RAROC

Risk-Adjusted Return on Capital (RAROC) is a risk-based profitability measurement framework for analyzing risk-adjusted financial performance and providing a consistent view of profitability across businesses. The concept was developed by Bankers Trust and principal designer Dan Borge in the late 1970s. Note, however, that more and more return on risk adjusted capital (RORAC) is used as a measure, whereby the risk adjustment of Capital is based on the capital adequacy guidelines as outlined by the Basel Committee, currently Basel III.

It is a tool for measuring risk-adjusted financial performance. And it provides a uniform view of profitability across businesses (Strategic Business Units / divisions). RAROC and related concepts such as RORAC and RARORAC are mainly used within (business lines of) banks and insurance companies. RAROC is defined as the ratio of risk-adjusted return to economic capital.

Formulaic Versions

RAROC = (Expected Return)/(Economic Capital)

RAROC = (Expected Return)/(Value at risk)

History of RAROC

Development of the RAROC methodology began in the late 1970s, initiated by a group at Bankers Trust. Their original idea was to measure the risk of the bank’s credit portfolio, as well as the amount of equity capital necessary to limit the exposure of the bank’s depositors and other debt holders to a specified probability of loss. Since then, a number of other large banks have developed RAROC (or RAROC look-alike systems). Their aim is in most cases to quantify the amount of equity capital, necessary to support all of their operating activities. Fee-based and trading activities, as well as traditional lending.

RAROC systems allocate capital for two basic reasons: (1) risk management and (2) performance evaluation. For risk-management purposes, the main goal of allocating capital to individual business units is to determine the bank’s optimal capital structure. This process involves estimating how much the risk (volatility) of each business unit contributes to the total risk of the bank and, hence, to the bank’s overall capital requirements. For performance-evaluation purposes, RAROC systems assign capital to business units. As part of a process of determining the risk-adjusted rate of return and, ultimately, the economic value added of each business unit. The economic value added of each business unit, defined in detail below, is simply the unit’s adjusted net income less a capital charge (the amount of equity capital allocated to the unit times the required return on equity). The objective in this case is to measure a business unit’s contribution to shareholder value. And, thus, to provide a basis for effective Capital budgeting and incentive compensation at the Business Unit level.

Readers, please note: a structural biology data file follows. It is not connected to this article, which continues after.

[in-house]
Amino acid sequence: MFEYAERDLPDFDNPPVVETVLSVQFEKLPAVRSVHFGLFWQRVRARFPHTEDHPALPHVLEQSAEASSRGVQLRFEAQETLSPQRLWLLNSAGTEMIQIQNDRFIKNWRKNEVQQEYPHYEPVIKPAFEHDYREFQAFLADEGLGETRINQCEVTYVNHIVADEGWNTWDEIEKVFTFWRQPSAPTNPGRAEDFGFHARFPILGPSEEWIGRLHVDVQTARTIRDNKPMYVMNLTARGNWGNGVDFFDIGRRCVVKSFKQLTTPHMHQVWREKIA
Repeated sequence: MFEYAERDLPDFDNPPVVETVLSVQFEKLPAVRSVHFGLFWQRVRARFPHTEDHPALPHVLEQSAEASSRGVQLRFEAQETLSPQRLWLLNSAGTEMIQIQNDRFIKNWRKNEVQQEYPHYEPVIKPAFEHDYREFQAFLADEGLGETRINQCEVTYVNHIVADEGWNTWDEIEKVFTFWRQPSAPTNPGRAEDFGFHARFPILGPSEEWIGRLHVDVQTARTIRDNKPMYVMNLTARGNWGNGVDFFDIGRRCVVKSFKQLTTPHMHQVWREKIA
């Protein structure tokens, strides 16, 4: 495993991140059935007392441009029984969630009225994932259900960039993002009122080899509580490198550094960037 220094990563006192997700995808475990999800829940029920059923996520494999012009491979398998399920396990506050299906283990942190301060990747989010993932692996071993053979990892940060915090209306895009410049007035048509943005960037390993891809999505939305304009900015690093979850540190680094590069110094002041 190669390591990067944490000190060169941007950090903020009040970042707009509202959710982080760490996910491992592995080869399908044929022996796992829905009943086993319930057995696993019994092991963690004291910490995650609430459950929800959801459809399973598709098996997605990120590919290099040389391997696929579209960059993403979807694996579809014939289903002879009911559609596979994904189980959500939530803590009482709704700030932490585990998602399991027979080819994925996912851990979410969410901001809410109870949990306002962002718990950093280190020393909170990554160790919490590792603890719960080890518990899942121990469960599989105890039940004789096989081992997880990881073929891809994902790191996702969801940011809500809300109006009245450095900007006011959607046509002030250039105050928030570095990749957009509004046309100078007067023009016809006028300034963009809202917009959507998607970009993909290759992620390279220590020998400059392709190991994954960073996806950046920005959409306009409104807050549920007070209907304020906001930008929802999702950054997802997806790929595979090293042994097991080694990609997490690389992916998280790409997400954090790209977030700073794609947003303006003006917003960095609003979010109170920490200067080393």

Economic Capital and three types of Risk

Economic capital is attributed on the basis of three risk factors:

  • Market risk,
  • Credit risk and
  • Operational risk.

Economic capital methodologies can be applied across products, clients, lines of business and other segmentations. As required to measure certain types of performance. The resulting capital attributed to each business line provides the financial framework to understand and evaluate sustainable performance and to actively manage the composition of the business portfolio. This enables a financial company to increase shareholder value, by reallocating capital to those businesses that provide high strategic value and sustainable returns, or with long-term growth and profitability potential.

Economic Profit

Economic profit elaborates on RAROC by incorporating the cost of equity capital. This is based on the market required rate of return from holding a company’s equity instruments, to assess whether shareholder wealth is being created. Economic profit measures the return which is generated by each business line in excess of the cost of equity capital. Shareholder wealth is increased if capital can be employed at a return in excess of the bank’s cost of equity capital. Similarly, when returns do not exceed the cost of equity capital, then shareholder wealth is diminished and a more effective deployment of that capital should be sought.

The Value of Risk Management

Efficient Risk Management can constitute value in the following dimensions (more or less in order of significance):

  1. Compliance and Prevention

    • Avoid crises in own organization.
    • Avoid crises in other organizations.
    • Comply with corporate governance standards.
    • Avoid personal liability of managers.
  2. Operating Performance

    • Understand full range of risk facing the organization.
    • Evaluate business strategy risks.
    • Achieve best practices.
  3. Corporate Reputation

    • Protection of Corporate Reputation.
  4. Shareholder Value Enhancement

    • Enhance capital allocation.
    • Improve returns through Value Based Management.

Proactive Risk Management

Proactive Risk Management evaluates:

  • The probability of risk occurring,
  • Risk event drivers,
  • Risk events,
  • The probability of impact,
  • Impact drivers, prior to the risk actually taking place (figure: Proactive Risk Management – Smith and Merritt).

Source: John B. Caouette, Edward I. Altman – Managing Credit Risk

Source: Carol Alexander – Operational Risk: Regulation, Analysis and Management

Source: Michael K. Ong – The Basel Handbook: A Guide for Financial Practitioners

Source: Donald R. van Deventer, Kenji Imai – Credit Risk Models and the Basel Accords (Wiley Finance)

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